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NJ Property Taxes Article

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NJ Property Taxes – What You Need to Know


NJ property taxes are used to fund items like roads, police and fire support, public libraries, local school systems and local governments. Unfortunately for New Jersey residents, they pay the highest property taxes in the country.

Like in most states, the amount of NJ property taxes you’ll pay is dependent upon two factors: the value of your home and the millage rate. The local tax assessor will estimate the value of your home and send you a notice regarding the fair market value of your home. Taxation is based on 100% of the fair market value of your home. This is one of the reasons that NJ property taxes are so much higher than most other states; most other states do not tax you on the full value of your home.

Then, when the budget is created, the tax department will use the combined property values for the area along with the revenue requirements to meet the upcoming budget to determine the millage rate. Counties and cities must hold a public meeting before the millage rate can be raised, but it can be lowered at any time. The New Jersey Department of Taxation provides oversight to all local taxing authorities.

New Jersey ranks first among the states in terms of the amount of property taxes paid by its residents. The average homeowner in New Jersey owns a home that is worth $334,000 and pays about $5300 a year in New Jersey property taxes.

If you receive a notice from the tax department informing you of his determination of the fair market value of your home and you think it’s too high, you can make an appeal. Once you file your appeal, you’ll be given a hearing where you’ll be allowed to explain why you think the valuation of your home was too high. In turn, the tax assessor will explain how he arrived at his figure. If it is determined that your tax value is too high, you may receive a reduction in NJ property taxes owed. Taxes are paid in four equal installments during the year. Taxes are due February 1, May 1, August 1 and November 1.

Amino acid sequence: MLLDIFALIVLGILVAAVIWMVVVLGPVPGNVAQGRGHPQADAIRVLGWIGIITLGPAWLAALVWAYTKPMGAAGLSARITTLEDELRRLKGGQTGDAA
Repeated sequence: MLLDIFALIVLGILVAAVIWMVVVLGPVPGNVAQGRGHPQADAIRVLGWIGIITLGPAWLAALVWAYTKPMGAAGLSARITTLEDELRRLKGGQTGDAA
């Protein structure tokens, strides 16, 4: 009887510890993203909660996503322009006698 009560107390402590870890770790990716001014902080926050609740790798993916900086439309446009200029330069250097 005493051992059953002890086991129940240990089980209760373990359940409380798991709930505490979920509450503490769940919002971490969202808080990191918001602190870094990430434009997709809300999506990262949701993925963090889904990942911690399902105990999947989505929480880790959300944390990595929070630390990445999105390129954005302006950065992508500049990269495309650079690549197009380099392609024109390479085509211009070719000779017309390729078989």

New Jersey does offer a homestead exemption for some property owners to reduce the amount of NJ property taxes that must be paid. However, you must meet certain income levels to qualify for the homestead exemption. In addition, there are some special property tax “freeze” programs that are available to many senior citizens. Disabled veterans are exempt from paying property taxes, and other veterans qualify for some property tax relief programs.

Christine Gray is a recognized authority on the subject of Online Taxes. Her website Taxes Exposed provides a wealth of information on everything you will need to know about Property Taxes. All rights reserved. Articles may be reprinted as long as the content and links remains intact and unchanged.

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